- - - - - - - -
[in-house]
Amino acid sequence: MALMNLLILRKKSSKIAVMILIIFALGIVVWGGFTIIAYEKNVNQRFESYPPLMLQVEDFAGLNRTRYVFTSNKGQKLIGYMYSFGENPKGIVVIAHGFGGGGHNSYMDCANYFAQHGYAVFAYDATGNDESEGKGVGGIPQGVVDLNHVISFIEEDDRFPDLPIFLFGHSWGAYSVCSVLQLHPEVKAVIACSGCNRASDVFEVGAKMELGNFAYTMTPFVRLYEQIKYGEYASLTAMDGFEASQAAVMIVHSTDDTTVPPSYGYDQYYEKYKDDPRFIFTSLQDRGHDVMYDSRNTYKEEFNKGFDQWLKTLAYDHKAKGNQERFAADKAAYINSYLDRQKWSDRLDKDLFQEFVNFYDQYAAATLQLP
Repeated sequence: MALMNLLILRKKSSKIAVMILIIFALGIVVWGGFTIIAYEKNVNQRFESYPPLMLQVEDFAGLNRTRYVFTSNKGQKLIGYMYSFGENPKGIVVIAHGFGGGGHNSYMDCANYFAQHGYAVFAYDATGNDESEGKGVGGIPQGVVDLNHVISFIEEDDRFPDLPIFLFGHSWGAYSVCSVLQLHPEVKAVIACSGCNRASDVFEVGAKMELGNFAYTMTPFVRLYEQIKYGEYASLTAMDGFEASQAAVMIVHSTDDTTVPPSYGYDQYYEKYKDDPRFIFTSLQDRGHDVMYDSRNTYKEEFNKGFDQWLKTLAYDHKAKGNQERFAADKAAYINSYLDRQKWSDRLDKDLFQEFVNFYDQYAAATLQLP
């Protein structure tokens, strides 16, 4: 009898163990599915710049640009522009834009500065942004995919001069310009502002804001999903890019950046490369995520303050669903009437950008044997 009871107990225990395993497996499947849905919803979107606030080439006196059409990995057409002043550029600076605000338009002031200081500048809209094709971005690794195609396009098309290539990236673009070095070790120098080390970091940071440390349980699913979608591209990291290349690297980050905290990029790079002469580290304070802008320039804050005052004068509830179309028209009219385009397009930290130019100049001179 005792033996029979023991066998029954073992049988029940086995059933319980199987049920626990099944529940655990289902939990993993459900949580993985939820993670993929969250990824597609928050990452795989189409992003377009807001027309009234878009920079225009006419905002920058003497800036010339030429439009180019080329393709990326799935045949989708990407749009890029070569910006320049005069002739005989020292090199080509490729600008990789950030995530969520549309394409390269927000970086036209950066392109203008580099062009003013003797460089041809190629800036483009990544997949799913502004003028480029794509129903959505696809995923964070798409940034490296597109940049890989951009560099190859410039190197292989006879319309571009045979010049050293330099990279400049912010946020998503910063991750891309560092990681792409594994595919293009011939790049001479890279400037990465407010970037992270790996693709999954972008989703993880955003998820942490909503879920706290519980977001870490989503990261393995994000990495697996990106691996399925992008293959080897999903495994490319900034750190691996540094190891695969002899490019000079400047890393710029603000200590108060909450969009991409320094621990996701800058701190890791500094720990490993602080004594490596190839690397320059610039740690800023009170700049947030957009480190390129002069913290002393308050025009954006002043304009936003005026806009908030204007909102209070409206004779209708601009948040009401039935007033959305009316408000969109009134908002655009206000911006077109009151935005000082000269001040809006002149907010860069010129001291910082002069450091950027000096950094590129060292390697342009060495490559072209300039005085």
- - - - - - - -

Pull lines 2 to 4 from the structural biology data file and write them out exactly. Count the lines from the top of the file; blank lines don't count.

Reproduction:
Amino acid sequence: MALMNLLILRKKSSKIAVMILIIFALGIVVWGGFTIIAYEKNVNQRFESYPPLMLQVEDFAGLNRTRYVFTSNKGQKLIGYMYSFGENPKGIVVIAHGFGGGGHNSYMDCANYFAQHGYAVFAYDATGNDESEGKGVGGIPQGVVDLNHVISFIEEDDRFPDLPIFLFGHSWGAYSVCSVLQLHPEVKAVIACSGCNRASDVFEVGAKMELGNFAYTMTPFVRLYEQIKYGEYASLTAMDGFEASQAAVMIVHSTDDTTVPPSYGYDQYYEKYKDDPRFIFTSLQDRGHDVMYDSRNTYKEEFNKGFDQWLKTLAYDHKAKGNQERFAADKAAYINSYLDRQKWSDRLDKDLFQEFVNFYDQYAAATLQLP
Repeated sequence: MALMNLLILRKKSSKIAVMILIIFALGIVVWGGFTIIAYEKNVNQRFESYPPLMLQVEDFAGLNRTRYVFTSNKGQKLIGYMYSFGENPKGIVVIAHGFGGGGHNSYMDCANYFAQHGYAVFAYDATGNDESEGKGVGGIPQGVVDLNHVISFIEEDDRFPDLPIFLFGHSWGAYSVCSVLQLHPEVKAVIACSGCNRASDVFEVGAKMELGNFAYTMTPFVRLYEQIKYGEYASLTAMDGFEASQAAVMIVHSTDDTTVPPSYGYDQYYEKYKDDPRFIFTSLQDRGHDVMYDSRNTYKEEFNKGFDQWLKTLAYDHKAKGNQERFAADKAAYINSYLDRQKWSDRLDKDLFQEFVNFYDQYAAATLQLP
């Protein structure tokens, strides 16, 4: 009898163990599915710049640009522009834009500065942004995919001069310009502002804001999903890019950046490369995520303050669903009437950008044997 009871107990225990395993497996499947849905919803979107606030080439006196059409990995057409002043550029600076605000338009002031200081500048809209094709971005690794195609396009098309290539990236673009070095070790120098080390970091940071440390349980699913979608591209990291290349690297980050905290990029790079002469580290304070802008320039804050005052004068509830179309028209009219385009397009930290130019100049001179 005792033996029979023991066998029954073992049988029940086995059933319980199987049920626990099944529940655990289902939990993993459900949580993985939820993670993929969250990824597609928050990452795989189409992003377009807001027309009234878009920079225009006419905002920058003497800036010339030429439009180019080329393709990326799935045949989708990407749009890029070569910006320049005069002739005989020292090199080509490729600008990789950030995530969520549309394409390269927000970086036209950066392109203008580099062009003013003797460089041809190629800036483009990544997949799913502004003028480029794509129903959505696809995923964070798409940034490296597109940049890989951009560099190859410039190197292989006879319309571009045979010049050293330099990279400049912010946020998503910063991750891309560092990681792409594994595919293009011939790049001479890279400037990465407010970037992270790996693709999954972008989703993880955003998820942490909503879920706290519980977001870490989503990261393995994000990495697996990106691996399925992008293959080897999903495994490319900034750190691996540094190891695969002899490019000079400047890393710029603000200590108060909450969009991409320094621990996701800058701190890791500094720990490993602080004594490596190839690397320059610039740690800023009170700049947030957009480190390129002069913290002393308050025009954006002043304009936003005026806009908030204007909102209070409206004779209708601009948040009401039935007033959305009316408000969109009134908002655009206000911006077109009151935005000082000269001040809006002149907010860069010129001291910082002069450091950027000096950094590129060292390697342009060495490559072209300039005085």